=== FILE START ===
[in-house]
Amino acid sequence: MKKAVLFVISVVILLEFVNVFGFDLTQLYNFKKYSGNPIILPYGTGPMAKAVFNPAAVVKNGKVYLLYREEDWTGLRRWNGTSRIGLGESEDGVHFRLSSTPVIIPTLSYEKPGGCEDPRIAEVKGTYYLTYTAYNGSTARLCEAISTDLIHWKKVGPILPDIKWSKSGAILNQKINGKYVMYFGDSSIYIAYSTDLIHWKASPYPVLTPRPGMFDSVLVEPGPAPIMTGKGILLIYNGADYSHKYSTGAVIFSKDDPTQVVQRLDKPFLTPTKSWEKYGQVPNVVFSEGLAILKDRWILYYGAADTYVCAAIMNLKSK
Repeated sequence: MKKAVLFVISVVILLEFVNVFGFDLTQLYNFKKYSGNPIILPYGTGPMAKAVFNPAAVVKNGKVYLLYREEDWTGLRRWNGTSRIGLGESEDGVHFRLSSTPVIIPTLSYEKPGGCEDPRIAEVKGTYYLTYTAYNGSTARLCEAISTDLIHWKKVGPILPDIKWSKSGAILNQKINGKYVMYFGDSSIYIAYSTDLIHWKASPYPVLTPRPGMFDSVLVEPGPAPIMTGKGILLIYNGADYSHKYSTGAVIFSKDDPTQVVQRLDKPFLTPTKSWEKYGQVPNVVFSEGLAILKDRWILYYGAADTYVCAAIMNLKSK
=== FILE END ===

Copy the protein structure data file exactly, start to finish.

[in-house]
Amino acid sequence: MKKAVLFVISVVILLEFVNVFGFDLTQLYNFKKYSGNPIILPYGTGPMAKAVFNPAAVVKNGKVYLLYREEDWTGLRRWNGTSRIGLGESEDGVHFRLSSTPVIIPTLSYEKPGGCEDPRIAEVKGTYYLTYTAYNGSTARLCEAISTDLIHWKKVGPILPDIKWSKSGAILNQKINGKYVMYFGDSSIYIAYSTDLIHWKASPYPVLTPRPGMFDSVLVEPGPAPIMTGKGILLIYNGADYSHKYSTGAVIFSKDDPTQVVQRLDKPFLTPTKSWEKYGQVPNVVFSEGLAILKDRWILYYGAADTYVCAAIMNLKSK
Repeated sequence: MKKAVLFVISVVILLEFVNVFGFDLTQLYNFKKYSGNPIILPYGTGPMAKAVFNPAAVVKNGKVYLLYREEDWTGLRRWNGTSRIGLGESEDGVHFRLSSTPVIIPTLSYEKPGGCEDPRIAEVKGTYYLTYTAYNGSTARLCEAISTDLIHWKKVGPILPDIKWSKSGAILNQKINGKYVMYFGDSSIYIAYSTDLIHWKASPYPVLTPRPGMFDSVLVEPGPAPIMTGKGILLIYNGADYSHKYSTGAVIFSKDDPTQVVQRLDKPFLTPTKSWEKYGQVPNVVFSEGLAILKDRWILYYGAADTYVCAAIMNLKSK